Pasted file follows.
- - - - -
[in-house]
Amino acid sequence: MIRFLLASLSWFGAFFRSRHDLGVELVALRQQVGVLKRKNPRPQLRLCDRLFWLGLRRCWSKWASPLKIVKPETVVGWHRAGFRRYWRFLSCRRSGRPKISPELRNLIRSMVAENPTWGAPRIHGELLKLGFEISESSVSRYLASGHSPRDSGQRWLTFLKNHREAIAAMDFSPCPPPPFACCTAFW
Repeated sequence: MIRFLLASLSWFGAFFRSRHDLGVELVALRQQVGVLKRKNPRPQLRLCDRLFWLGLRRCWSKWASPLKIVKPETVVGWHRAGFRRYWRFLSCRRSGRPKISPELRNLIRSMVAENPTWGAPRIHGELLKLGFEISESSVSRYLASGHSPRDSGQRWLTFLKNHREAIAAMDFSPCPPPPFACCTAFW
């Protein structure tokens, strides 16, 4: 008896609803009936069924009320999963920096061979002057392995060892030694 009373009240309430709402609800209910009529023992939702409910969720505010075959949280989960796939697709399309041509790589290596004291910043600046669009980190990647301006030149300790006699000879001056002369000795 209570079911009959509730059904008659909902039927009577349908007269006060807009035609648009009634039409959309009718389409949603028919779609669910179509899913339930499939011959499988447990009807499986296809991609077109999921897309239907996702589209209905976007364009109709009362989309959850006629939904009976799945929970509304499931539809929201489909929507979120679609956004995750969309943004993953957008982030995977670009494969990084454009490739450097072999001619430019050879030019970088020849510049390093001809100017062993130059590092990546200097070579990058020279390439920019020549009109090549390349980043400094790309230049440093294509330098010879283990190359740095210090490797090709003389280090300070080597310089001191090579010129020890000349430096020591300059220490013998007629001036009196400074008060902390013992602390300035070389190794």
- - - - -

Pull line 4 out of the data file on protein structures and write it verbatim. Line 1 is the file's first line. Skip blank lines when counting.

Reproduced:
């Protein structure tokens, strides 16, 4: 008896609803009936069924009320999963920096061979002057392995060892030694 009373009240309430709402609800209910009529023992939702409910969720505010075959949280989960796939697709399309041509790589290596004291910043600046669009980190990647301006030149300790006699000879001056002369000795 209570079911009959509730059904008659909902039927009577349908007269006060807009035609648009009634039409959309009718389409949603028919779609669910179509899913339930499939011959499988447990009807499986296809991609077109999921897309239907996702589209209905976007364009109709009362989309959850006629939904009976799945929970509304499931539809929201489909929507979120679609956004995750969309943004993953957008982030995977670009494969990084454009490739450097072999001619430019050879030019970088020849510049390093001809100017062993130059590092990546200097070579990058020279390439920019020549009109090549390349980043400094790309230049440093294509330098010879283990190359740095210090490797090709003389280090300070080597310089001191090579010129020890000349430096020591300059220490013998007629001036009196400074008060902390013992602390300035070389190794």